Issue 51 – July 2013
With injuries skyrocketing, a new Safekids Safe2Skoot programme promotes helmet use and a safe scooter culture for students travelling to and from school. Helmets are effective in reducing face, head, and traumatic brain injuries to children cycling and scootering.
'While helmets are mandatory by law when cycling, unfortunately scooter riders are not required to use one,' says Ann Weaver, Director of Safekids New Zealand. 'Our advice is that children should always wear a helmet when riding a scooter.
'In the absence of a helmet regulation that protects scooter-loving children, schools can use the Safe2Skoot programme to take a leadership role in keeping children safe when riding scooters to and from school.'
The Safe2Skoot information pack contains a policy document template that will help school principals implement a 'no helmet-no scooter' rule. The pack will also contain promotional material that will encourage safe scooter behaviours when kids travel to and from school:
- wear correctly fitting helmets that meet an approved safety standard
- ride on the footpath, and watch out for hidden driveways
- give way to pedestrians
- cross roads safely on foot, at pedestrian crossings
- wear elbow and knee pads
According to Safekids' position paper Child Skateboard and Scooter Injury Prevention, the rise in popularity of scootering has been coupled with a sharp increase in scooter-related injury. ACC claims data show that injuries have doubled every year since 2008 – from just 697 claims that year to a staggering 6474 in 2012. Many of these injuries were severe enough to land children in hospital.
'The injuries we see are similar to cycling injuries, such as falls and collisions resulting in head and facial injuries and fractures to the arm and wrist. The most serious cases are traumatic brain injuries that may result in years of treatment, life-long disability, and even death.'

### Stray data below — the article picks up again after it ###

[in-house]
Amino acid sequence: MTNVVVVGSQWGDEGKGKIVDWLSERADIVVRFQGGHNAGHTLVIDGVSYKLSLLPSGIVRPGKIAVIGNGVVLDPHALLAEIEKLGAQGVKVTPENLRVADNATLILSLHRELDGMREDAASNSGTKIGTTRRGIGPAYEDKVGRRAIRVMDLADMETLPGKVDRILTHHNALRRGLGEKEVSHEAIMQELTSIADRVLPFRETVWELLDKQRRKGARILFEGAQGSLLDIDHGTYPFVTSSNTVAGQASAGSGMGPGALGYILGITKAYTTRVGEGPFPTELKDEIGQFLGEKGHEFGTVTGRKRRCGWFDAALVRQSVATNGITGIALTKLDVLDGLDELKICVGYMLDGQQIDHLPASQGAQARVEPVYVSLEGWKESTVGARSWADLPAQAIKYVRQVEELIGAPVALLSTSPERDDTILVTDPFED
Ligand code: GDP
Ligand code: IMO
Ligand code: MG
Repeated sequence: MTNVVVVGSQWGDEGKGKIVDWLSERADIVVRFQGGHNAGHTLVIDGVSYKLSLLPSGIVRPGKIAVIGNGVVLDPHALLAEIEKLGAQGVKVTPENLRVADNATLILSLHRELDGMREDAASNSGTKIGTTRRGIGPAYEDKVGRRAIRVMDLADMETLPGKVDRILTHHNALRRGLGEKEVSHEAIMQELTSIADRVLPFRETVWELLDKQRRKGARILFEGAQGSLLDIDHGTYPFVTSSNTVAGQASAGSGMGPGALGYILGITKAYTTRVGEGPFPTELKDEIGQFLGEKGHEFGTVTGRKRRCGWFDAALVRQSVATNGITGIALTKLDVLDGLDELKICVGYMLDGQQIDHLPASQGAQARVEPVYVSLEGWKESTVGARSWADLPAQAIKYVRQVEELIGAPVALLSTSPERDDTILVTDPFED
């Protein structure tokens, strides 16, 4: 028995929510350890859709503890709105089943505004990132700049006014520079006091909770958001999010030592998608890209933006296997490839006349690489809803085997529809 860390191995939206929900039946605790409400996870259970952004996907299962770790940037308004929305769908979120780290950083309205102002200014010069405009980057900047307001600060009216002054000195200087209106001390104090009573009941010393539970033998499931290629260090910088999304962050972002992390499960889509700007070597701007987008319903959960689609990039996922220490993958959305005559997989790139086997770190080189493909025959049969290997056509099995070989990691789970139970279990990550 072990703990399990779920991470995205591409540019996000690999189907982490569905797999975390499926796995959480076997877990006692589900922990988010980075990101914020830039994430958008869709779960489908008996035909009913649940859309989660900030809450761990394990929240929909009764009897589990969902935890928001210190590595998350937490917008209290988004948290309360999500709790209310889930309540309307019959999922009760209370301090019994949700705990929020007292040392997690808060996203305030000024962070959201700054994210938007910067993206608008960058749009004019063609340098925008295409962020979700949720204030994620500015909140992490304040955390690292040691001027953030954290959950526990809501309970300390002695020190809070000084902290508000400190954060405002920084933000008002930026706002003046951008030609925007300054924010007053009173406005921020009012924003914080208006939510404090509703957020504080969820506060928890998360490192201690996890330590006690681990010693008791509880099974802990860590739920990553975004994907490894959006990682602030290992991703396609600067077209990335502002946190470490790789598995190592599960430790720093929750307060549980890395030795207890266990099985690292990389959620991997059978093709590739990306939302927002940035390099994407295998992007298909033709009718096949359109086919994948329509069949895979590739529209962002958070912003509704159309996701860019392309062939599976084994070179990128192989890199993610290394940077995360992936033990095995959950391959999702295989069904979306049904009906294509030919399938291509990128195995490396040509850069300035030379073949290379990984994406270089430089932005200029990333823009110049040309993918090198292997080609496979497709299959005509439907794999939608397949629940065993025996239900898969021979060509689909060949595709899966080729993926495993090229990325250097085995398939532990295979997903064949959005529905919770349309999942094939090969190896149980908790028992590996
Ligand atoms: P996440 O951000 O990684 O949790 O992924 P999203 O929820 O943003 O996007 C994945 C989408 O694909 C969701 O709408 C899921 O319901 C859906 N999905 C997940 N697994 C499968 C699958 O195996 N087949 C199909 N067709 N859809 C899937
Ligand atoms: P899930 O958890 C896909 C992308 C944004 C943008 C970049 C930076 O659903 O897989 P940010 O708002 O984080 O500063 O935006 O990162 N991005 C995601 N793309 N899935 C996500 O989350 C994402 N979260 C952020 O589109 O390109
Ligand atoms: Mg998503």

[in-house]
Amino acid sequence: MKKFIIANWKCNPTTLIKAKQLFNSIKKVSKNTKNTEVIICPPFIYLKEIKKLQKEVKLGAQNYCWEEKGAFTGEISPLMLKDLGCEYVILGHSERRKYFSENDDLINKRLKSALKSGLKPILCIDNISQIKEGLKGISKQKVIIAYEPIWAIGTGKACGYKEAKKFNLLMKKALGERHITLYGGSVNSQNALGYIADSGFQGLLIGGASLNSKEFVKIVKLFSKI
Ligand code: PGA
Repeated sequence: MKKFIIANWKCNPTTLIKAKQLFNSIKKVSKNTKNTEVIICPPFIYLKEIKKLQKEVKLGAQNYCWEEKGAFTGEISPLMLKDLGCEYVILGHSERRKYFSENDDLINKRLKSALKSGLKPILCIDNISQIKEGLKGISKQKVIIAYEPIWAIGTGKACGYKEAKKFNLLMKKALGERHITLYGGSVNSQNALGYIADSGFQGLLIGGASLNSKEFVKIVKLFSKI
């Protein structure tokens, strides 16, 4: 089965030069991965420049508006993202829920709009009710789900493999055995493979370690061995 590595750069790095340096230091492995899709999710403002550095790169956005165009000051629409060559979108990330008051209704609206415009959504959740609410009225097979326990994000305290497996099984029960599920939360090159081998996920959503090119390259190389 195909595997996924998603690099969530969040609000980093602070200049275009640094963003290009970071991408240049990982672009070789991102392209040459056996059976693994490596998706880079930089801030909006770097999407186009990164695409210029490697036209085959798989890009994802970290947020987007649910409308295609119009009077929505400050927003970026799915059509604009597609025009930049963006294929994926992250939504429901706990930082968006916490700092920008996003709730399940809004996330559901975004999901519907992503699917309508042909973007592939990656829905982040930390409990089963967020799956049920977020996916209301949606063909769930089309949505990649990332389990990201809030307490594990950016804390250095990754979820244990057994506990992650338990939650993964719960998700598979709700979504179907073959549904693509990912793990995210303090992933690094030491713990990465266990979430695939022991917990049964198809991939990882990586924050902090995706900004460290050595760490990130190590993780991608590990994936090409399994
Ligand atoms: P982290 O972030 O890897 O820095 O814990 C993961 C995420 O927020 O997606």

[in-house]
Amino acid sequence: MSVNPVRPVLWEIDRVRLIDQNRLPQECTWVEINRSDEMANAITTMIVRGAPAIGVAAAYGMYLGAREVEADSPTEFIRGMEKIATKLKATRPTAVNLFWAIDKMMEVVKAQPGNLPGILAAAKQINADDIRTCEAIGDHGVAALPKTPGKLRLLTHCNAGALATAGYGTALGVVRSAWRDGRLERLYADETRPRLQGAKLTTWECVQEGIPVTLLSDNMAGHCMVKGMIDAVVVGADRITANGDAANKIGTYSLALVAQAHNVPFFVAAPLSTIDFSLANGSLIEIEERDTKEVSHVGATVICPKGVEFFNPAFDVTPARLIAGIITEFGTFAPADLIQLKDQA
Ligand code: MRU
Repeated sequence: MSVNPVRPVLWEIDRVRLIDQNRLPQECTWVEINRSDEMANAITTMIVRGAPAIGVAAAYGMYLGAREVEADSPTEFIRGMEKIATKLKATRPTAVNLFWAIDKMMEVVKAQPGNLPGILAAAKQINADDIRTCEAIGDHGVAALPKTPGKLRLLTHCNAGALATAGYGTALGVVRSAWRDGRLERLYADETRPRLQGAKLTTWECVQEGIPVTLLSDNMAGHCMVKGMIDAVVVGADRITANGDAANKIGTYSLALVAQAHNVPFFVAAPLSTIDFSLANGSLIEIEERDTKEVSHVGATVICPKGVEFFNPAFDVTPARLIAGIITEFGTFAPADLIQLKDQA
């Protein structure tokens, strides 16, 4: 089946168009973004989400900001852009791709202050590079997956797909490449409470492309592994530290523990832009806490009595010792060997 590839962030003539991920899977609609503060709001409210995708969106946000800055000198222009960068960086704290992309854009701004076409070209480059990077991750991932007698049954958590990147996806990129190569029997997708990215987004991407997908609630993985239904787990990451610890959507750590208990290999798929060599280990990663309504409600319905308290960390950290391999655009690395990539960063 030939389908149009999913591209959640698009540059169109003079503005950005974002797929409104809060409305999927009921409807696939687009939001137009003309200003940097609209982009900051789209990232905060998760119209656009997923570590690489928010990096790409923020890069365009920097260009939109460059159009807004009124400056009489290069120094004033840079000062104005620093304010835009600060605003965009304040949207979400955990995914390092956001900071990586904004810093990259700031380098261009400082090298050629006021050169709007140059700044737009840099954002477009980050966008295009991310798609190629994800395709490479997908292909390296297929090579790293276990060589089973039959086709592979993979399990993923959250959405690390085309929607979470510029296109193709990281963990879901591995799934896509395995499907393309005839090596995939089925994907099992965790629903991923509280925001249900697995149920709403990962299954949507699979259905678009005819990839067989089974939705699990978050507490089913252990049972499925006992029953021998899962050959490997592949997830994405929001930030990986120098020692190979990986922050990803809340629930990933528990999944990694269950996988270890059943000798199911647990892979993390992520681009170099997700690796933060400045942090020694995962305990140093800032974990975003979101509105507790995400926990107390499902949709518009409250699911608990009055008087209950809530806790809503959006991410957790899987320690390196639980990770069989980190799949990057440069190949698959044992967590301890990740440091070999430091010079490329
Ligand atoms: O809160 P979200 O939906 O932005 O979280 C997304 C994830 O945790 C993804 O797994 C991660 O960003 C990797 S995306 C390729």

A large proportion of scooter-related injuries involve dart and dash cases, caused by a 'critical behavioural error' where children fail to stop or slow down before attempting to cross the road. This is linked to the developmental processes taking place in children, affecting their ability to make safe decisions in the road environment.
'Compared to an adult, children's senses are not fully developed. Their peripheral vision and hearing is limited, which can lead to them missing critical cues of danger and increasing their risk of a road traffic injury.'
Furthermore, Safekids asks drivers to watch out for child scooter riders. 'Their smaller physical stature can create problems, as it limits the ability for drivers to see them coming out from in between parked cars.'
→ To make sure your school gets a Safekids Safe2Skoot information pack, email VictoriaJ@adhb.govt.nz (subject line 'Safe2Skoot)' with your school's name, address, phone and school contact person
→ New Zealand's standard for Bicycle helmets is AS/NZS 2063:2008
- Read about safety helmets for cyclists (http://www.legislation.govt.nz/regulation/public/2004/0427/latest/DLM303675.html)
- See samples of labels for approved helmets on the New Zealand Transport Authority website (http://www.nzta.govt.nz/resources/factsheets/01/cycles-rules-equipment.html#standards)
Summarised from a Safekids media release, June 2013.